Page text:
Garvin and NASA colleague Dan Slayback worked with several researchers to develop detailed maps of Hunga Tonga-Hunga Ha‘apai above and below the water line. They used high-resolution radar from the Canadian Space Agency’s RADARSAT Constellation Mission, optical observations from the commercial satellite company Maxar, and altimetry from NASA’s ICESat-2 mission. They also used sonar-based bathymetry data collected by the Schmidt Ocean Institute, in partnership with NASA and Columbia University.
For the past six years, researchers from NASA, Columbia, the Tongan Geological Service, and the Sea Education Association worked together to determine how the young terrain was eroding due to the ongoing churn of waves and occasional battering by tropical cyclones. They also noted how wildlife—various types of shrubs, grasses, insects, and birds—had moved from the lush ecosystems of Hunga Tonga and Hunga Ha‘apai and colonized the more barren landscapes of the newer land.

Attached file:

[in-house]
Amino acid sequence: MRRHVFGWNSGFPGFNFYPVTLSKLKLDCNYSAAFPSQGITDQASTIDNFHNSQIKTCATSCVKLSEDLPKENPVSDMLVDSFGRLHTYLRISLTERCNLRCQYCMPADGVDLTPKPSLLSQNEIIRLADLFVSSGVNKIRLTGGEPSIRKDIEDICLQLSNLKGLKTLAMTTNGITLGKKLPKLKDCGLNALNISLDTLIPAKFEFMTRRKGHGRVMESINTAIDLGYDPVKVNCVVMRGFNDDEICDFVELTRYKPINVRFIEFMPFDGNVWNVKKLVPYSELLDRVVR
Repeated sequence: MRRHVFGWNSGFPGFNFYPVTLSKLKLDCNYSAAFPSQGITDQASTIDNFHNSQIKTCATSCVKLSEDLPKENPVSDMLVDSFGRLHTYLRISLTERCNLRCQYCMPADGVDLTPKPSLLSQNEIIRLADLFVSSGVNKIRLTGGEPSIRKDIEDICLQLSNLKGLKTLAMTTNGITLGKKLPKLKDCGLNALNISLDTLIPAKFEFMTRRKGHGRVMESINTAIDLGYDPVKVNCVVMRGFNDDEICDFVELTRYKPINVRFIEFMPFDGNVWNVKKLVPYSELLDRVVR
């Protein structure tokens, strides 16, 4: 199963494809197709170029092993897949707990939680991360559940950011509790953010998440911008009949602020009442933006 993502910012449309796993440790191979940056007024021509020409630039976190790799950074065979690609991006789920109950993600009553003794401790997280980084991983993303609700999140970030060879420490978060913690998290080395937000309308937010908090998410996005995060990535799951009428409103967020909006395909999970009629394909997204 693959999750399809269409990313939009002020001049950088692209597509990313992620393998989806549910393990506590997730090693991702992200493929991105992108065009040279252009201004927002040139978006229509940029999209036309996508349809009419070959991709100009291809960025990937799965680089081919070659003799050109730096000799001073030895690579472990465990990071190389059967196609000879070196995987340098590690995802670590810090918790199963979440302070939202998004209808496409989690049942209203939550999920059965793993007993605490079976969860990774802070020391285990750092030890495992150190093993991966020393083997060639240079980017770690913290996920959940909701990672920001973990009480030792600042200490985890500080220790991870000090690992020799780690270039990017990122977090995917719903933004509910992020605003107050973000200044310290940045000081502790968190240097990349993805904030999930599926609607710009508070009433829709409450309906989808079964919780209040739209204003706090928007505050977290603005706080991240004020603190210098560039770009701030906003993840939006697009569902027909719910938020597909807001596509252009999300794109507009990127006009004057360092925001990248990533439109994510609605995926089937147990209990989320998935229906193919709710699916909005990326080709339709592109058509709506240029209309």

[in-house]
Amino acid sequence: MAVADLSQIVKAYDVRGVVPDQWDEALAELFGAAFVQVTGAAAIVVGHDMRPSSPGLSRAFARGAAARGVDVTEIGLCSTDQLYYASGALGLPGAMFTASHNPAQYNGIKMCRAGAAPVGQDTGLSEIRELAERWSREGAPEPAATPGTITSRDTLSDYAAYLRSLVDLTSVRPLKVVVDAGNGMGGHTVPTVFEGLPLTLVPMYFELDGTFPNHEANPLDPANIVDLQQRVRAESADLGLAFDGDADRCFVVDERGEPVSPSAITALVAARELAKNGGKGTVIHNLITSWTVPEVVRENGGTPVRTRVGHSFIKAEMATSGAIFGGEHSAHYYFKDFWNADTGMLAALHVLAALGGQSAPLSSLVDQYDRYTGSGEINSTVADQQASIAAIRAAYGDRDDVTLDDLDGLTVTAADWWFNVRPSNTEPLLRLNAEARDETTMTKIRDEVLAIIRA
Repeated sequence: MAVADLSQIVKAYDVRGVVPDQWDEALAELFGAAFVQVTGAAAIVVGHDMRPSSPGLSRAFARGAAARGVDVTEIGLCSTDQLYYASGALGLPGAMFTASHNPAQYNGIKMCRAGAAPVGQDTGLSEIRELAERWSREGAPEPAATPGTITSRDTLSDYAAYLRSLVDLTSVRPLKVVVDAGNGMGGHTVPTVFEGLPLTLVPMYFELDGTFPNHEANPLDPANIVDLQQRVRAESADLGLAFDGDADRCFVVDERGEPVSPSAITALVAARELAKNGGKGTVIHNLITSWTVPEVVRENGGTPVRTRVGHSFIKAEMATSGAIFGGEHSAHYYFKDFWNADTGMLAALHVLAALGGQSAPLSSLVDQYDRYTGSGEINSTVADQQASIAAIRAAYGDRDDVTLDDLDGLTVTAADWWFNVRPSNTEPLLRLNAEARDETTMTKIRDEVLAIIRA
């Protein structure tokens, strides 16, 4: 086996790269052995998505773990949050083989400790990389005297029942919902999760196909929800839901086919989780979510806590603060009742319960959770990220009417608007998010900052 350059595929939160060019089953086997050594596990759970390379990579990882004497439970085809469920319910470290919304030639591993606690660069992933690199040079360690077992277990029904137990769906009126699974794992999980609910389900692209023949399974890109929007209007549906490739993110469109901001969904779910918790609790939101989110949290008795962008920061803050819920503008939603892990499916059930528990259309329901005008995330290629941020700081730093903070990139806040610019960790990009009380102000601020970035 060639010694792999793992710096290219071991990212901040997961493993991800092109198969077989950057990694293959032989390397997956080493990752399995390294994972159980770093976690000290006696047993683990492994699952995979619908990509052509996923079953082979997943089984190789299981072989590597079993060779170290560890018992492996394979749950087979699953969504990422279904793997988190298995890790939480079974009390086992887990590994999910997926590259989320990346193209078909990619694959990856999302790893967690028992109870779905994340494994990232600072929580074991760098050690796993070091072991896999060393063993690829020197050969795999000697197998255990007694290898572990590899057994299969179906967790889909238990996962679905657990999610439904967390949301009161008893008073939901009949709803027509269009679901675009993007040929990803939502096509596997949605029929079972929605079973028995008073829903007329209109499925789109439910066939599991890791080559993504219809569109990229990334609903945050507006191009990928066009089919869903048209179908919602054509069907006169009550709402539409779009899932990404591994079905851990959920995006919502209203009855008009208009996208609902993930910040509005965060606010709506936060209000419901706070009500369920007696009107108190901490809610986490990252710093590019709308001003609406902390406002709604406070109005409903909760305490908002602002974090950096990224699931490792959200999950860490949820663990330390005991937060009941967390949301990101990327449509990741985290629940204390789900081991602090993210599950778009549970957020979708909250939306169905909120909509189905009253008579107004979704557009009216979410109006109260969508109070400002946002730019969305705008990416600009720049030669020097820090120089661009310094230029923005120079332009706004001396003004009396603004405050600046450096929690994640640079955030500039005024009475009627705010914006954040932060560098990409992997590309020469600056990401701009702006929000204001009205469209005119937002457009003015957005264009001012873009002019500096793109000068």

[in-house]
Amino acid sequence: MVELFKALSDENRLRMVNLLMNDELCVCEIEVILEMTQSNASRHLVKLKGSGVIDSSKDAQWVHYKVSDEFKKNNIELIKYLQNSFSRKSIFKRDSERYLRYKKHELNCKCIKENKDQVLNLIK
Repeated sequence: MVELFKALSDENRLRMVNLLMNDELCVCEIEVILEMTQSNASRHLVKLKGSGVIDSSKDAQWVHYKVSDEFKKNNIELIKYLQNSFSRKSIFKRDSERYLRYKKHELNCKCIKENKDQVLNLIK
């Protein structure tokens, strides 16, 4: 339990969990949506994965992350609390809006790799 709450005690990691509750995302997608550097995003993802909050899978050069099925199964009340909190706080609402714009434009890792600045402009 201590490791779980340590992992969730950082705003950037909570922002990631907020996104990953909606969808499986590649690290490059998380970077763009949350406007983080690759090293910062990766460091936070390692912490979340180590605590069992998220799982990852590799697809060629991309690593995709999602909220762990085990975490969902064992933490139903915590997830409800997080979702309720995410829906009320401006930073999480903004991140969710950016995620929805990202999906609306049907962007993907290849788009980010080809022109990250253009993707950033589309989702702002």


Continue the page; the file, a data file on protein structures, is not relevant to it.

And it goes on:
Things changed dramatically in January. For the first few weeks of 2022, the volcanic activity seemed typical enough, with intermittent, small explosions of tephra, ash, steam, and other volcanic gases as magma and seawater interacted at a vent near the middle of the island. The ongoing Surtseyan eruptions were reshaping the landscape and enlarging the island by adding new deposits of ash and tuff to the growing volcanic cone.